Board: No activities for Sioux Falls home schoolers

SIOUX FALLS (AP) � The Sioux Falls School Board voted 4-1 not to allow home-schooled students to participate in extracurricular activities at public high schools.

At least three school board members said they voted against home-school participation in activities because they wanted to be fair to children enrolled in the district.

“They made it clear they don’t want the whole academic package,” Roger Risty said of the home-school families.

Students educated at home can and do sign up for selected classes at district schools, and those students may continue to do that. Read more…

Kennewick, WA board lets homeschoolers attend public school

Homeschooled students in Kennewick can attend public schools for part of their education this fall.

The Kennewick School Board on Wednesday approved the first reading of a policy for contract learning to support such a program. Board member Ed Frost abstained from the vote.

Frost said he felt uncomfortable with the policy and asked if the reason the district was considering teaching homeschoolers was to receive additional state money. The district would receive about $4,000 from the state for each full-time homeschooler enrolled in the program. Read more…

Congress to Introduce Homeschool Non-Discrimination Bill

On July 15, 2003, Congresswoman Marilyn Musgrave (R-CO) will introduce the Homeschool Non-Discrimination Act (HONDA). HONDA will bring federal law up-to-date with changes in the state education systems, particularly regarding the homeschooling movement.

“Our Constitution does not allow federal control over homeschooling, but there are many federal laws written for the public school environment that impact home education,” said Mike Smith, President of the Home School Legal Defense Association (HSLDA). “These laws are in need of clarification” Read more…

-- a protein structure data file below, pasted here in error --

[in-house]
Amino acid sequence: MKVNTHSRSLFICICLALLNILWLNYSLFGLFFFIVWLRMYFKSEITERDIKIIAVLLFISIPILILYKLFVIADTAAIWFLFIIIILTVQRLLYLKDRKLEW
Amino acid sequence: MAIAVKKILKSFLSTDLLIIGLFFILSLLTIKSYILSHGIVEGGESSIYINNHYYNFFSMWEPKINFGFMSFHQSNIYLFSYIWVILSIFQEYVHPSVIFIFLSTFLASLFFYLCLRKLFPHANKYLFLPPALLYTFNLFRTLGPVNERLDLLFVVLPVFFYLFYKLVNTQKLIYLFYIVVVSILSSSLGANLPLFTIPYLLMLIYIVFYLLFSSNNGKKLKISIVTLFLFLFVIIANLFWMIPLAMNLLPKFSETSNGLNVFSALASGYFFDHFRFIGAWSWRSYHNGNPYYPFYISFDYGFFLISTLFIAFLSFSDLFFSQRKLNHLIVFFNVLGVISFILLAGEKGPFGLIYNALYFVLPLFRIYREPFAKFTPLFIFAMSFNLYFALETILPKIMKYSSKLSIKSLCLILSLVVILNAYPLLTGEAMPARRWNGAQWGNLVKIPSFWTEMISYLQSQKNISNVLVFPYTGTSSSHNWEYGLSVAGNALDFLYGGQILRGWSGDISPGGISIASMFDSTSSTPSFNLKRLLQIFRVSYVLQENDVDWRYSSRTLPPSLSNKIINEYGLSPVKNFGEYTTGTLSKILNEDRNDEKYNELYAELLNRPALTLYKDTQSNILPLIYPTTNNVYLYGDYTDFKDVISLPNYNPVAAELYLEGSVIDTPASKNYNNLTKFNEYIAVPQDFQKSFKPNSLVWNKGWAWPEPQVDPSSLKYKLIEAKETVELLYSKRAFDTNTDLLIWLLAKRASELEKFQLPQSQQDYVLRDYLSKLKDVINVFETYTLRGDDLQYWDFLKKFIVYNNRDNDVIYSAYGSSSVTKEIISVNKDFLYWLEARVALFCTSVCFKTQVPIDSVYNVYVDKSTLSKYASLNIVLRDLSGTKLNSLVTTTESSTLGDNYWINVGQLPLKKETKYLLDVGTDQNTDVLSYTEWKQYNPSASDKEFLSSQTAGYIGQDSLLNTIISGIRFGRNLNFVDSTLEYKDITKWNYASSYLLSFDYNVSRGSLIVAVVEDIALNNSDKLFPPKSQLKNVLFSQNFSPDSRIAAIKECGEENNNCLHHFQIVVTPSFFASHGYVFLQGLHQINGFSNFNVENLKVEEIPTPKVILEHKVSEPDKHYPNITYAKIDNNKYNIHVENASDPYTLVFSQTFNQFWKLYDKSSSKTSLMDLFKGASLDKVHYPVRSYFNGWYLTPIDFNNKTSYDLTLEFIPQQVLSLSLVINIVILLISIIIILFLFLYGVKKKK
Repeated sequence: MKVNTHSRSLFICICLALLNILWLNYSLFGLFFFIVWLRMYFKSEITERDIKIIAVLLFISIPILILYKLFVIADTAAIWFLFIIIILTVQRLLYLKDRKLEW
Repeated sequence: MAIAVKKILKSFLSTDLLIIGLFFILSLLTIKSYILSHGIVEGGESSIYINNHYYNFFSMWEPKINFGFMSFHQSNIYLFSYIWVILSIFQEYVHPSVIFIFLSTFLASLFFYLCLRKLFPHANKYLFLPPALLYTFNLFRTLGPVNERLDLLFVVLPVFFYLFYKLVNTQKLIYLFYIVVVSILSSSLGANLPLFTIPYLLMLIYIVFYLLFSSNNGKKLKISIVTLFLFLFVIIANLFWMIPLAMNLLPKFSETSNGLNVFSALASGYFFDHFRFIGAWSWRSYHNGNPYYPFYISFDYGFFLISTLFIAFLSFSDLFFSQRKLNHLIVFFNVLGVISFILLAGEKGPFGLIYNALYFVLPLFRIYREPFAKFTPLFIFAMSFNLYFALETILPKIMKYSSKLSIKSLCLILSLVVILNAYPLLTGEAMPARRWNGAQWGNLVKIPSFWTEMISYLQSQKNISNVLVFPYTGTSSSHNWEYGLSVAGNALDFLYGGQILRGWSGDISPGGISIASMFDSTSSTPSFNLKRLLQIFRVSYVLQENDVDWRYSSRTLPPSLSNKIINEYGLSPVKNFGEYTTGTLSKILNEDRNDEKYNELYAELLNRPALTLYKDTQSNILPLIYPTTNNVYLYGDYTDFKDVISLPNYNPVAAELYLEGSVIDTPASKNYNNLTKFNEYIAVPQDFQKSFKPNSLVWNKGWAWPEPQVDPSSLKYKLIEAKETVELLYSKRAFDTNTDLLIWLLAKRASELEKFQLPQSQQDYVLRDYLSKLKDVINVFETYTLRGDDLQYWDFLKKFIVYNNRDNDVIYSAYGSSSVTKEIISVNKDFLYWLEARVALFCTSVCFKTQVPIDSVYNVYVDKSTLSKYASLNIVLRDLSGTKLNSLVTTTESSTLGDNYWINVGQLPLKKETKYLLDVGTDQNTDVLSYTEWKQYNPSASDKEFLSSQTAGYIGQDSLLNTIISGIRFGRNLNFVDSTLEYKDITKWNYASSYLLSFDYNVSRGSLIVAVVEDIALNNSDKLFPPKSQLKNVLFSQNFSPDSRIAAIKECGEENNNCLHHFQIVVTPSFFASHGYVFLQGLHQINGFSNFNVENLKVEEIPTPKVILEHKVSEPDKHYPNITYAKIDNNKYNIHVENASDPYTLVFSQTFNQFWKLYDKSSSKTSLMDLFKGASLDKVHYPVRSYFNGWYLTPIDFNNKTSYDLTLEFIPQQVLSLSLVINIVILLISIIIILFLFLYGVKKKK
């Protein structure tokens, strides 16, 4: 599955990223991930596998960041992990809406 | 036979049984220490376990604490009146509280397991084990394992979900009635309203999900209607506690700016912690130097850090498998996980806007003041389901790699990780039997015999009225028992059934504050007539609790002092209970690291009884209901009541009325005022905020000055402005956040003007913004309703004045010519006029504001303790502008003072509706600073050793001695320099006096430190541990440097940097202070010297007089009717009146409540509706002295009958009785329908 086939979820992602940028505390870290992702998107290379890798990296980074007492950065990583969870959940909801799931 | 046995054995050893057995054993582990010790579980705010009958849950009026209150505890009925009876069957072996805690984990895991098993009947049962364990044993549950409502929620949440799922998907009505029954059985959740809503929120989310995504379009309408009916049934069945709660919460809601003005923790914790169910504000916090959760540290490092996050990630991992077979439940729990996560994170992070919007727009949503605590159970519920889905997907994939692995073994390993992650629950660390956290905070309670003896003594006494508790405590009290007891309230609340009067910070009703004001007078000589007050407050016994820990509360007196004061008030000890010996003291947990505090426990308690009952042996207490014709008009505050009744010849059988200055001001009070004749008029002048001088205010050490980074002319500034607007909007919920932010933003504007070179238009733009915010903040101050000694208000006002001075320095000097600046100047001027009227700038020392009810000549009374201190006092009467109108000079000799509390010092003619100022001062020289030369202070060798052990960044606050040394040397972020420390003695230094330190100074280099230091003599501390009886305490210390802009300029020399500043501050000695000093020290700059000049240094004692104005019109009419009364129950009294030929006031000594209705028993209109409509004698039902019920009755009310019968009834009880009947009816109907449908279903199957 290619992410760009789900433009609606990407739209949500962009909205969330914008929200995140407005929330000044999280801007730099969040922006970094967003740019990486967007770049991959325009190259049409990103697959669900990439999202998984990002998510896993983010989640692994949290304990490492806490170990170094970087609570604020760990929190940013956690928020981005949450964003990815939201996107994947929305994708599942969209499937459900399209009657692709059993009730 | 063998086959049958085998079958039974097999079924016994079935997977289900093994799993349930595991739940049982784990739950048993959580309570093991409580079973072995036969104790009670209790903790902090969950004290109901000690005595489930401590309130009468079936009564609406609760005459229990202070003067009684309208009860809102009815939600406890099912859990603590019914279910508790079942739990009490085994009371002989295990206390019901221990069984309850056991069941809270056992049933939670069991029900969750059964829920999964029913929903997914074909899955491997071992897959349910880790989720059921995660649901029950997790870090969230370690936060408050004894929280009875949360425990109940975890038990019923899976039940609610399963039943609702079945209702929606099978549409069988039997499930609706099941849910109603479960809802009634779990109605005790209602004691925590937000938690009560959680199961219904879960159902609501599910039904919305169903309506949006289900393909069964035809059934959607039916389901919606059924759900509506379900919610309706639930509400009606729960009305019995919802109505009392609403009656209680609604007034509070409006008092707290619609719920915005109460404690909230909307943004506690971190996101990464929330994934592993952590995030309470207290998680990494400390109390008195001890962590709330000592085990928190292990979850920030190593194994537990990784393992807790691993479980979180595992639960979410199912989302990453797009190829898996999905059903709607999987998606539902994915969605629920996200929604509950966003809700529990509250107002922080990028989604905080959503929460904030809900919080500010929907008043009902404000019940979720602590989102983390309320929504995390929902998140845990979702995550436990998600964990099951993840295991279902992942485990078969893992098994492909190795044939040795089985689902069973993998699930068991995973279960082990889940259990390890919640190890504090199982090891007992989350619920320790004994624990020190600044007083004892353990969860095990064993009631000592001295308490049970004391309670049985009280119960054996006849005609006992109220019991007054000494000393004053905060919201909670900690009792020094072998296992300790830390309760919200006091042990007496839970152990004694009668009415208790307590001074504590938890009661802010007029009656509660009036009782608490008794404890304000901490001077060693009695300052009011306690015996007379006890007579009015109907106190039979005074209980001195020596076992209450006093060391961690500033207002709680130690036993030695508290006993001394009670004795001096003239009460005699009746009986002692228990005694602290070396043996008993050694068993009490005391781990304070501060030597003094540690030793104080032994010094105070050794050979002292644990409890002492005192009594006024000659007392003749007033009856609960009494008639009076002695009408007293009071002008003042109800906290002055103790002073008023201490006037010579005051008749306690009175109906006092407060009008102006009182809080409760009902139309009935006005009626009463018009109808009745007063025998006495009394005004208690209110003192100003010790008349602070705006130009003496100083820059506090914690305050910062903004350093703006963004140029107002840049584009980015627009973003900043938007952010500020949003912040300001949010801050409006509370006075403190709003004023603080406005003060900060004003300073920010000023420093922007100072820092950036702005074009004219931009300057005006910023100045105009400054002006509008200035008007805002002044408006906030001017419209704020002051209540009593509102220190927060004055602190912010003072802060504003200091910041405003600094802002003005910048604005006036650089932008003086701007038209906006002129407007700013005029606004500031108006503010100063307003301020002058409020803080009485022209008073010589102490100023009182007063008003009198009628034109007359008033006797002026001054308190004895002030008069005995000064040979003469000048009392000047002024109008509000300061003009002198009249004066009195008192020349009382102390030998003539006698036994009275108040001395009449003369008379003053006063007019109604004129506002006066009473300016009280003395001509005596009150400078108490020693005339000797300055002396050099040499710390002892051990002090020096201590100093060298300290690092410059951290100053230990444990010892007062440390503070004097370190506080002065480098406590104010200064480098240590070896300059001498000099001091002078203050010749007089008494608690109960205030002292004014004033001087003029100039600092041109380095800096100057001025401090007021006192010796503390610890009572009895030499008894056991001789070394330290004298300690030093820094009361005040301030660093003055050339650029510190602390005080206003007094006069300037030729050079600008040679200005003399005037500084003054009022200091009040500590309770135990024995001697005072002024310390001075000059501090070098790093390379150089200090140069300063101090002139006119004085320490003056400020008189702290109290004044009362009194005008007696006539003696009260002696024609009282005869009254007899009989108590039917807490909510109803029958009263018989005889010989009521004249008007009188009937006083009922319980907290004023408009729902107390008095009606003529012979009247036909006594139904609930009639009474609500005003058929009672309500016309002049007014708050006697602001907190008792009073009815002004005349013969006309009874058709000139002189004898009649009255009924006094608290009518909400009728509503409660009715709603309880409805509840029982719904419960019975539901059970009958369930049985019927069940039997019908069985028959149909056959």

Summertime learning

Paul Hines adjusted his white sun hat and continued explaining the bison life cycle to 25 children ranging from infants in strollers to young teens. A few mothers made shushing noises, others prompted their children to raise hands and ask questions. Hines, the owner of Cedarvale bison farm in Churchville, soldiered on.

Although Harford County schools had let out for the summer, the visit to the bison farm was a school-year custom, the field trip -with a slight twist.

For most of the pupils listening to Hines, summer doesn’t mean vacation, it means more of the usual: home-schooling. Read more…

Ten Signs That You Need to Find a Different Kind of Education for Your Child

Many parents do not realize that the education world has changed drastically since they were in school. Back in those days, schools were smaller, class sizes were smaller, dropout rates were lower, violence in school was almost unheard of, teachers were not terrified of showing affection to the children, or of teaching and discussing moral values. Even through rose-colored glasses, we know that school back then was no picnic, was far from perfect, but at least the teachers and usually the principal knew every student by name at a minimum, something which is not necessarily true today. Because our public school system has now considerably deteriorated, many parents, teachers, and individuals have taken it upon themselves to create public and private alternatives to that traditional system which is definitely failing. It is important for parents to know that they now have choices, alternatives to the neighborhood school. How do you know that it is time to look for another educational approach for your child? Here are some of the signs: Read more…

National Black Home Educators Resource Association, Part 1

More and more African-American families are discovering homeschooling as an education option. This week on Home School Heartbeat, Mike Smith talks to Joyce Burges, co-founder of the National Black Home Educators Resource Association. Read more…

National Black Home Educators Resource Association, Part 2

As homeschooling becomes more popular in the African-American community, black homeschoolers are going to need more support. Mike Smith talks with the co-founder of one group designed to meet the needs of black homeschoolers on today’s Home School Heartbeat. Read more…